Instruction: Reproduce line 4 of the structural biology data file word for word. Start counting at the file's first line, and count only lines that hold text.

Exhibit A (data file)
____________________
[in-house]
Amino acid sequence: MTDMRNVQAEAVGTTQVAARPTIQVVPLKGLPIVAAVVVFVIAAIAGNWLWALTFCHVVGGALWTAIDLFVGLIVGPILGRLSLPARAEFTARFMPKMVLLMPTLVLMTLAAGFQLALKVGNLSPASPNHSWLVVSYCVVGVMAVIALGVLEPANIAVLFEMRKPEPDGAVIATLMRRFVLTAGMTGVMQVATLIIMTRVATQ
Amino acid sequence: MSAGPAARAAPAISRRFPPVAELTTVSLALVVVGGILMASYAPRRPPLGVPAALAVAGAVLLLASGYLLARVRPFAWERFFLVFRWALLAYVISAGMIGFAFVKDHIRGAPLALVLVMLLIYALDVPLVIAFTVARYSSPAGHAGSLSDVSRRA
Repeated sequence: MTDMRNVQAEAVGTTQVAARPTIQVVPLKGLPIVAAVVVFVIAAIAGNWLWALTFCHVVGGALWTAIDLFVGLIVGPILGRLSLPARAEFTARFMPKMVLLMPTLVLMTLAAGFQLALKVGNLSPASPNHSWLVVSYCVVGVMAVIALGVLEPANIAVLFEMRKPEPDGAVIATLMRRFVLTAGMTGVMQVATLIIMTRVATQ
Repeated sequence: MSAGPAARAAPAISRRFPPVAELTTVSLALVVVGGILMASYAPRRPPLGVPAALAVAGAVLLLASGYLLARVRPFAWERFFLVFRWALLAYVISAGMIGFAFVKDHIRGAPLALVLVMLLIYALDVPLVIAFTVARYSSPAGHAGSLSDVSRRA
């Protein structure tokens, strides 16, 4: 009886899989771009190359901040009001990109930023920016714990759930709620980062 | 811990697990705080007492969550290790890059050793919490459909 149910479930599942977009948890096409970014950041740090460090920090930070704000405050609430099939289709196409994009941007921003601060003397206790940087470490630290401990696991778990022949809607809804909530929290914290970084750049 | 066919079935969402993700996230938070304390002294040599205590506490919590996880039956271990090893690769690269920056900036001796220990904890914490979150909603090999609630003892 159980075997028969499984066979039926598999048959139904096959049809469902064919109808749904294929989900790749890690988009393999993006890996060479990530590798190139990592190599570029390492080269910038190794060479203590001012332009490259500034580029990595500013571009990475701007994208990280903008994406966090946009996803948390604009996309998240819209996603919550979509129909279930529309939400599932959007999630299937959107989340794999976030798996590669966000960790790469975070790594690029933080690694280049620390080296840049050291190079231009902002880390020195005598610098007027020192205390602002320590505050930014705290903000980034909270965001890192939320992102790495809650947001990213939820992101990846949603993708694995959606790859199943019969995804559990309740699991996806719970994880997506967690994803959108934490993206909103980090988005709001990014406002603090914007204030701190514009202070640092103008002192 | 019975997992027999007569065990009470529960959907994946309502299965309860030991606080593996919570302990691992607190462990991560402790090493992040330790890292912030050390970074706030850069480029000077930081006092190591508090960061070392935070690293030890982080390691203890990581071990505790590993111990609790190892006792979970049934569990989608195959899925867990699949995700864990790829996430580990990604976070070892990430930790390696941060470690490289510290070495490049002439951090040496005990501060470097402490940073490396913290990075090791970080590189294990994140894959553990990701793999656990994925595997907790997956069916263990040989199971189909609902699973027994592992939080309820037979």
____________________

Repeated sequence: MTDMRNVQAEAVGTTQVAARPTIQVVPLKGLPIVAAVVVFVIAAIAGNWLWALTFCHVVGGALWTAIDLFVGLIVGPILGRLSLPARAEFTARFMPKMVLLMPTLVLMTLAAGFQLALKVGNLSPASPNHSWLVVSYCVVGVMAVIALGVLEPANIAVLFEMRKPEPDGAVIATLMRRFVLTAGMTGVMQVATLIIMTRVATQ